https://www.youtube.com/watch?v=7IcVyvg2Qlo

It’s very cool.

On another completely different note, I am delving into the Regency era. I ordered a lot of 23 Georgette Heyer books (the woman who in essence started the Regency novel as we know it today). No pun intended, but that’s a lot of books. I also ordered a book by a woman who studied Georgette Heyer for her Ph.D. Her Ph.D, folks. That’s fairly serious business. But, she wrote it up, all of her research and notes on the Regency period (roughly 1811-1820)–it all makes perfect sense once I figured it out–the period between poor mad King George III, when he was no longer able to rule starting in 1811, with the Regency Act, until his son came of age in 1820 and became King. Seeing that, according to wiki, King George III had fifteen children, it’s a wonder both he and the queen consort didn’t go mad.

I found a page that looks to have a lot of potential but haven’t completely scoped it out yet:

http://www.writersandeditors.com/for_editors_57430.htm

There’s not a lot out there on being an editor. There’s a lot on self-editing. There are books on technical editing and scientific editing, but not so much on editing fiction. I’m guessing there are so many books on self-editing now because of the rise in self-publishing and the fact most people can’t afford to hire editors to go over their books.

Taking Steps Ahead, or Moving Away from the Past

cropped-kuksi_imminent_utopia.jpg

This is somewhat of a follow-up post to some of the posts starting with When Groups go Wrong. I have been having issues with that whole event, one of them being letting go.

Letting go of things is difficult, for many reasons. It can be something we’re used to and we don’t like change. Check. It can hurt. Check. (But it already hurts, so then, what difference does moving away make?) The voice of reason–not mine–interjects–disengage. See, luckily I have some voices of reason, because I haven’t been reasonable at all times. In fact, I’ve been downright obstinate in my refusal to be reasonable. Why? I trust the people giving me advice. “Just stop dealing with the people who are making me miserable.” “Stop going back.” That is the absolute best advice anyone can give someone in a situation like mine. I wasn’t in the place to listen to the words. I could hear them, but I wasn’t listening.

One of the people involved in the whole debacle I considered my friend, and I cared about him. Whatever the situation is at Headquarters in terms of identities, people, numbers, reality, I considered him my friend and I was determined I could make him see reason and we could be friends again. I did crazy things things I normally wouldn’t do. I asked a friend on the board to contact him, and he was horrible to her. That should have been a clue right there. I felt terrible about that–she didn’t deserve to be treated that way, and he owes her an apology. I tried to send couched messages through my blog. I thought, he read it once, maybe he still does. “Not very likely,” my stalwart friend told me. He’s realistic. I’m better at deluding myself than I thought.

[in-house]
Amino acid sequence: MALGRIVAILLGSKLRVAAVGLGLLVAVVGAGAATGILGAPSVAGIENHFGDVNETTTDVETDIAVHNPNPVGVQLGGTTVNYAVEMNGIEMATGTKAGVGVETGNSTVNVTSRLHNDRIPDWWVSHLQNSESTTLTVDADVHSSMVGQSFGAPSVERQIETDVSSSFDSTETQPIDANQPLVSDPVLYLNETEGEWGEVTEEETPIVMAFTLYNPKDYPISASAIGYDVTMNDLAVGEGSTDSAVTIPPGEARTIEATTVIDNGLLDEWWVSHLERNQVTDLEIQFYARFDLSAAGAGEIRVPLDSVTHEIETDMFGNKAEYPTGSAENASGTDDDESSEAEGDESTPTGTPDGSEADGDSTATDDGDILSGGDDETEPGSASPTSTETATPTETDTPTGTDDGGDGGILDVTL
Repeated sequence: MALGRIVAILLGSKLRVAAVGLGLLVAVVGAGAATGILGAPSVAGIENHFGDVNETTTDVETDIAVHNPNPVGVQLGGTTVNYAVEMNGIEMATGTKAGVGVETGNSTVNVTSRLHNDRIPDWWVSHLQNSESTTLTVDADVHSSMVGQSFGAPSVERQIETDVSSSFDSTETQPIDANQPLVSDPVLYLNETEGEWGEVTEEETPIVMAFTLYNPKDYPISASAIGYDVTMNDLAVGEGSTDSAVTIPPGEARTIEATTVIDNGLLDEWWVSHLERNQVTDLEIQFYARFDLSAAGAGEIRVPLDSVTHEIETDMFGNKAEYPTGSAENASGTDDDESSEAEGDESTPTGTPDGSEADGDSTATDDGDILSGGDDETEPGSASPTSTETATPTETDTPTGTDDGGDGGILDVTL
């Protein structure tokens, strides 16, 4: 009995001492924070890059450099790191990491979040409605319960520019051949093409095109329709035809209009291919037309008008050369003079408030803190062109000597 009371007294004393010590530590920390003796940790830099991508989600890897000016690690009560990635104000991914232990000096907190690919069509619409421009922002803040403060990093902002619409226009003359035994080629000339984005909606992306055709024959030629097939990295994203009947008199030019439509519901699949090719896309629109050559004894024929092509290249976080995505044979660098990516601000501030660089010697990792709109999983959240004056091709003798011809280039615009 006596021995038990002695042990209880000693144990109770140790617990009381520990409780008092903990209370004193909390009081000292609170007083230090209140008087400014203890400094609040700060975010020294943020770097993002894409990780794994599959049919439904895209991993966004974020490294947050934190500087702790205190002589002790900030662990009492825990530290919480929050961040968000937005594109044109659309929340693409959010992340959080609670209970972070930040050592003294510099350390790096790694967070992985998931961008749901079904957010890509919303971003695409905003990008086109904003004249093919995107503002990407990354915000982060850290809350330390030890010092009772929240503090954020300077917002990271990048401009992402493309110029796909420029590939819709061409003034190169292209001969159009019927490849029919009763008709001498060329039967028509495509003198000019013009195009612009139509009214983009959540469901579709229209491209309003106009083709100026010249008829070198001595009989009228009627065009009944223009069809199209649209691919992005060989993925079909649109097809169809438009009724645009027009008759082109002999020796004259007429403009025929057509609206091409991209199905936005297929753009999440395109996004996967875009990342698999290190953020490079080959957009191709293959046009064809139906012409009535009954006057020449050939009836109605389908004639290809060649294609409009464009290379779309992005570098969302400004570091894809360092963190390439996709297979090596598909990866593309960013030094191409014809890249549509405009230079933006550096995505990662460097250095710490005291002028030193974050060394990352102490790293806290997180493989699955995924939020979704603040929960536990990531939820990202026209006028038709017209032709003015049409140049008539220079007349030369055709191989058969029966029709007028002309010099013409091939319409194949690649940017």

The thing that really hurt, the reason really keeping me back, was that my supposed friend hasn’t made any contact with me whatsoever. He had, on the “sage advice” of the “moderator,” blocked me as soon as things started to happen. Anyone who reads this or knows me knows communication is incredibly important to me. This silence from him, my complete inability to contact him, made me appreciate a little more what it must be like for some of the students I worked with who were nonverbal but had so much to say. I still went back and read the posts, and after a sadly long time I realized something, and I confirmed it with my friend, who agreed, so I knew I wasn’t going crazy.

My friend was changing. He is using phrases he never used to use, acting in ways he never used to act, saying things he never would have said. I have never divulged his secrets to anyone. If anyone has, its on his side. But they’re his secrets, he can tell the world if he wants. Now, sadly, it seems he won’t have to. On the very slight chance you are reading this, are you happier now? More fully realized as…an individual? Is this what you wanted? Because you’ve succeeded, and it’s a tragedy. Which is better: having more people like you on a superficial level, or fewer people like you for who you really are?

Sometimes we hold on to things so tight, we want things so badly, and then the truth hits so hard and so suddenly at first the realization is a relief. What I held on to was my old friend, the person I wanted to talk to was my old friend, not this new person using his name. I don’t like him. I want nothing to do with him. If I met him in real life, I’d think he was a jerk.

So there it ends. First I was grieving for the loss of a friend. Now I’m grieving for the death of a friend, at least that persona, that identity. But there’s a finality to that. That ends.

Please get help. There are links on the right side. Use them. 

And this, hopefully, will be the last of this series of posts. It is time to move forward. Enough is enough. My brain has been re-aligned, and will stop moving in circles but drive forward, except for the occasional times when it wants to do wheelies for fun. I am very grateful to have good friends who are patient enough to deal with my temporary insanity and give me good advice as well. I don’t know how I got so lucky. It was just a good connection at the right time.